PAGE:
There are many lessons Holger has learned since launching Berlin Change Days, but some of the most important are:

How to Facilitate Facilitators with Holger Nauheimer

Control the number of attendees

Holger rapidly grew Berlin Change Days from 30 attendees in 2009 to 150 in just a few years.

Since hitting what he calls the “magic number”, Holger has intentionally capped the number of attendees at 150. It allows for “a good variety but is also still intimate enough. Not everybody will meet everybody, but a lot of people have the possibility to interact.”

We all have a different magic number – it depends on your personal preferences, the structure of your event, and the type of people participating. Be mindful of what feels like “enough” and try to honour that.


Start strong

A room full of professional facilitators will have a greater understanding and expectation of how a workshop might unfold. Use this to your advantage by encouraging them into deeper experiences quite quickly.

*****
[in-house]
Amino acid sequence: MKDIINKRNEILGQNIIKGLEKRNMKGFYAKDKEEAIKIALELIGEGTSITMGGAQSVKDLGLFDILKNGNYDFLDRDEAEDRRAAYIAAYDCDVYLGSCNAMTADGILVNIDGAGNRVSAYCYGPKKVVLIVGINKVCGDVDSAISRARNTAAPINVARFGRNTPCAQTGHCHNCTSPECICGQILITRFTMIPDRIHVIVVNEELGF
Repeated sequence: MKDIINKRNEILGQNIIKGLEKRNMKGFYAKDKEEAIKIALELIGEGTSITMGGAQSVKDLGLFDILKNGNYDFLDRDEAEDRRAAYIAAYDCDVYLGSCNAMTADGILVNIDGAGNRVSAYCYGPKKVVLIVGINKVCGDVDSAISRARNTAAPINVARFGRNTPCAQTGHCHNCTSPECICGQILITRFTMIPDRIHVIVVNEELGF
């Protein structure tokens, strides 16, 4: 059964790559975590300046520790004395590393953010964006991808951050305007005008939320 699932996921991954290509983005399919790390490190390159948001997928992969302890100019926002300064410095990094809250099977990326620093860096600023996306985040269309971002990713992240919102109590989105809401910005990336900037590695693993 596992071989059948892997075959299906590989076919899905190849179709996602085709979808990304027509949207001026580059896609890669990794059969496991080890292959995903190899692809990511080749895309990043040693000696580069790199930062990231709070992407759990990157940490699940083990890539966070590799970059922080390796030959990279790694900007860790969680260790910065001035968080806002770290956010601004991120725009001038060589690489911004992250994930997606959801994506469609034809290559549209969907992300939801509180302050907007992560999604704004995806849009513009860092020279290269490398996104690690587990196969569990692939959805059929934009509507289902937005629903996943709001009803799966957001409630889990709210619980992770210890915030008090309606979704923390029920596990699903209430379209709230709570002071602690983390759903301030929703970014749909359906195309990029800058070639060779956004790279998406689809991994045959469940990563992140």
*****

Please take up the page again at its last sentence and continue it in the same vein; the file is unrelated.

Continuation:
One of the benefits of working with facilitators, Holger believes, is that “you can push those people right away into experiences.”

Of course, you must remain mindful of creating space for participants and allowing the room to warm up. Facilitators are humans too, after all!


Treat people as equals

This is, both Myriam and Holger agree, one of the most important elements of a successful workshop or event – but especially so in a professional setting.

For Holger, there is nothing worse than attending a conference and seeing facilitators acting like “stars” who “fly in, show 100 slides, and then disappear – not before mentioning that everyone should buy their book.”